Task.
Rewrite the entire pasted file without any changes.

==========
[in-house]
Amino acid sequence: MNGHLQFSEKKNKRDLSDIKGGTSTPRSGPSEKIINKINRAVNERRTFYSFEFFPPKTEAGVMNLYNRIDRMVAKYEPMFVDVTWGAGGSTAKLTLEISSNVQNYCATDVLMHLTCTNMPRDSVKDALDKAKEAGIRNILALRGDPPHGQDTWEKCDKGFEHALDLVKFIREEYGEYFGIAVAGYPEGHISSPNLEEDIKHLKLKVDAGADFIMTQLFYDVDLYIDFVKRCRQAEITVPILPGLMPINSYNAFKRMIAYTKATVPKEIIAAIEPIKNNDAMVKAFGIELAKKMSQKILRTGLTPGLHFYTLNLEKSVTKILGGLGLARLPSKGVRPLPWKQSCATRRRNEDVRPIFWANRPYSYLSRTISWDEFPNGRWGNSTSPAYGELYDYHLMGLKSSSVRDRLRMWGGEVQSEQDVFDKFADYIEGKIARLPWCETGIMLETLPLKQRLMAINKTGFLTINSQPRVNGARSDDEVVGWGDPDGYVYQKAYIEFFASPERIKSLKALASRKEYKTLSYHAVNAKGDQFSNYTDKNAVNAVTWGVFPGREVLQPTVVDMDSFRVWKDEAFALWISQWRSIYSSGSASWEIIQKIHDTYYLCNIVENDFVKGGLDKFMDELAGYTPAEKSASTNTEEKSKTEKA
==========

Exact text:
[in-house]
Amino acid sequence: MNGHLQFSEKKNKRDLSDIKGGTSTPRSGPSEKIINKINRAVNERRTFYSFEFFPPKTEAGVMNLYNRIDRMVAKYEPMFVDVTWGAGGSTAKLTLEISSNVQNYCATDVLMHLTCTNMPRDSVKDALDKAKEAGIRNILALRGDPPHGQDTWEKCDKGFEHALDLVKFIREEYGEYFGIAVAGYPEGHISSPNLEEDIKHLKLKVDAGADFIMTQLFYDVDLYIDFVKRCRQAEITVPILPGLMPINSYNAFKRMIAYTKATVPKEIIAAIEPIKNNDAMVKAFGIELAKKMSQKILRTGLTPGLHFYTLNLEKSVTKILGGLGLARLPSKGVRPLPWKQSCATRRRNEDVRPIFWANRPYSYLSRTISWDEFPNGRWGNSTSPAYGELYDYHLMGLKSSSVRDRLRMWGGEVQSEQDVFDKFADYIEGKIARLPWCETGIMLETLPLKQRLMAINKTGFLTINSQPRVNGARSDDEVVGWGDPDGYVYQKAYIEFFASPERIKSLKALASRKEYKTLSYHAVNAKGDQFSNYTDKNAVNAVTWGVFPGREVLQPTVVDMDSFRVWKDEAFALWISQWRSIYSSGSASWEIIQKIHDTYYLCNIVENDFVKGGLDKFMDELAGYTPAEKSASTNTEEKSKTEKA